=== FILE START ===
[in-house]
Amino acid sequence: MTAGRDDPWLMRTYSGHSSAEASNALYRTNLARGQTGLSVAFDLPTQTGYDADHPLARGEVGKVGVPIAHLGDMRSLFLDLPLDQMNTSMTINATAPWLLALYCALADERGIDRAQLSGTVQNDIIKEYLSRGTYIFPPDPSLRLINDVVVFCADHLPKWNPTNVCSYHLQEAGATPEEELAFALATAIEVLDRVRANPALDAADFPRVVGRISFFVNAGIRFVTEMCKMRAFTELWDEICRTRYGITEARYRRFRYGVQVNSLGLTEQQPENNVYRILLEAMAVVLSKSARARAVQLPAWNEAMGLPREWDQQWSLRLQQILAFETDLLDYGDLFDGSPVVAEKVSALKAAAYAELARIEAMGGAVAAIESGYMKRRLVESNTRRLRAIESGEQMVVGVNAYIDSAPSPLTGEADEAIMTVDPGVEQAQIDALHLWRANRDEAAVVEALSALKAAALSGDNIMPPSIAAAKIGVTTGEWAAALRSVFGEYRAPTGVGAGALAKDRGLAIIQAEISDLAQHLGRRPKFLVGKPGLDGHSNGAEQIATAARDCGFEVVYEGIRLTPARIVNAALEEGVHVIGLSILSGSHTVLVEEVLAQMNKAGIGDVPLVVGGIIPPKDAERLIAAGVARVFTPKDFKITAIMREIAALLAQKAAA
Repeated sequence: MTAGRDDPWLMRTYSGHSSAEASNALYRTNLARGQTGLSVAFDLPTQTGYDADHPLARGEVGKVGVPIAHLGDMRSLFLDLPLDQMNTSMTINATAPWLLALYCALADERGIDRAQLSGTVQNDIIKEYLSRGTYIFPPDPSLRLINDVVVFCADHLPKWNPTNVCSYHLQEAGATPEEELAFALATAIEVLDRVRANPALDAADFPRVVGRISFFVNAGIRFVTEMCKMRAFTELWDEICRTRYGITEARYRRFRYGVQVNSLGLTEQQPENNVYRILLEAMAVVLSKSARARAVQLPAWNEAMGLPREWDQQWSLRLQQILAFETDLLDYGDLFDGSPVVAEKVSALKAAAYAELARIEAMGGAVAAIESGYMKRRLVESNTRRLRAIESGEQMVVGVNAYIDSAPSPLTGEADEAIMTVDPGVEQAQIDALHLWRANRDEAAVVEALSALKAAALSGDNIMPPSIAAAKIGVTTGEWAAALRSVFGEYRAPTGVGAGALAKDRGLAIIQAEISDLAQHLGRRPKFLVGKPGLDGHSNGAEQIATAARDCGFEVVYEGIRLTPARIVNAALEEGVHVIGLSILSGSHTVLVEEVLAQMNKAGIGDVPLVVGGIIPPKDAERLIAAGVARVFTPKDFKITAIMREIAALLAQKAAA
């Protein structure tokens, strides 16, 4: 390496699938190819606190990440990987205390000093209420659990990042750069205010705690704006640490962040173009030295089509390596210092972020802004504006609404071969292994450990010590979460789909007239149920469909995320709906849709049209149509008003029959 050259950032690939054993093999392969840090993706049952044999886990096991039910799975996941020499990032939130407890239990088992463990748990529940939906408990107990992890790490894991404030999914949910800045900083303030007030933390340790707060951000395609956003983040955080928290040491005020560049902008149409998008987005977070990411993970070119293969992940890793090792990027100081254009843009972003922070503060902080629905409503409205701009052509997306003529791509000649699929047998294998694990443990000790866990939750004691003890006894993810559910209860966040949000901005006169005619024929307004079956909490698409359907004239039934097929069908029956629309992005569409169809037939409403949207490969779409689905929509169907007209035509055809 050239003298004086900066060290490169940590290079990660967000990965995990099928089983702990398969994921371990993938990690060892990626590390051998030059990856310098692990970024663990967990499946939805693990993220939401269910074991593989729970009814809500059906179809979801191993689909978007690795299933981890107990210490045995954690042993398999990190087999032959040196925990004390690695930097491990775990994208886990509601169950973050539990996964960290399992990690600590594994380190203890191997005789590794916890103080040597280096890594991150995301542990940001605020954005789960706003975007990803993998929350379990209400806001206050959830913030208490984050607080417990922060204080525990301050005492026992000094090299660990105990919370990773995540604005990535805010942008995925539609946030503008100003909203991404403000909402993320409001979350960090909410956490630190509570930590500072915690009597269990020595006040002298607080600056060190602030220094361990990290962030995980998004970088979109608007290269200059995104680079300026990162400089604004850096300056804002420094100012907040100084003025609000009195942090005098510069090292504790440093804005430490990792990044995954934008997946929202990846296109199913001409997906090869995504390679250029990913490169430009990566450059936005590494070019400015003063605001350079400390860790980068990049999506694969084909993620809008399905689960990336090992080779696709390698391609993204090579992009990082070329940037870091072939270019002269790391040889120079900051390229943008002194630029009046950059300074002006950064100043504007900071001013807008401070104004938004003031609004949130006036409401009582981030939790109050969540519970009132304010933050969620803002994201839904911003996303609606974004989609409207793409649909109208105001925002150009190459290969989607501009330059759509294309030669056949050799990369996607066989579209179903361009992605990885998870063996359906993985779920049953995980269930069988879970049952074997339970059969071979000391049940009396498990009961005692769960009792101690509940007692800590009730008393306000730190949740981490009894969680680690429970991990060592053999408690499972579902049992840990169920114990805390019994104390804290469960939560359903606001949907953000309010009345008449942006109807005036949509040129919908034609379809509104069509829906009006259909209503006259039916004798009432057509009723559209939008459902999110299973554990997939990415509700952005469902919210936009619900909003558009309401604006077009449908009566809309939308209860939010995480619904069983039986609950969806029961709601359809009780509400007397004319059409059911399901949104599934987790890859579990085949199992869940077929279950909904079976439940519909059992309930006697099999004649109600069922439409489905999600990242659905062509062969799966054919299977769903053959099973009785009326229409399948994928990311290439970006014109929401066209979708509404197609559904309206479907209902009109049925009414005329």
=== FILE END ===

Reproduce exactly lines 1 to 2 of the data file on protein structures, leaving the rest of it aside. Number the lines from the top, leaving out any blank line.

[in-house]
Amino acid sequence: MTAGRDDPWLMRTYSGHSSAEASNALYRTNLARGQTGLSVAFDLPTQTGYDADHPLARGEVGKVGVPIAHLGDMRSLFLDLPLDQMNTSMTINATAPWLLALYCALADERGIDRAQLSGTVQNDIIKEYLSRGTYIFPPDPSLRLINDVVVFCADHLPKWNPTNVCSYHLQEAGATPEEELAFALATAIEVLDRVRANPALDAADFPRVVGRISFFVNAGIRFVTEMCKMRAFTELWDEICRTRYGITEARYRRFRYGVQVNSLGLTEQQPENNVYRILLEAMAVVLSKSARARAVQLPAWNEAMGLPREWDQQWSLRLQQILAFETDLLDYGDLFDGSPVVAEKVSALKAAAYAELARIEAMGGAVAAIESGYMKRRLVESNTRRLRAIESGEQMVVGVNAYIDSAPSPLTGEADEAIMTVDPGVEQAQIDALHLWRANRDEAAVVEALSALKAAALSGDNIMPPSIAAAKIGVTTGEWAAALRSVFGEYRAPTGVGAGALAKDRGLAIIQAEISDLAQHLGRRPKFLVGKPGLDGHSNGAEQIATAARDCGFEVVYEGIRLTPARIVNAALEEGVHVIGLSILSGSHTVLVEEVLAQMNKAGIGDVPLVVGGIIPPKDAERLIAAGVARVFTPKDFKITAIMREIAALLAQKAAA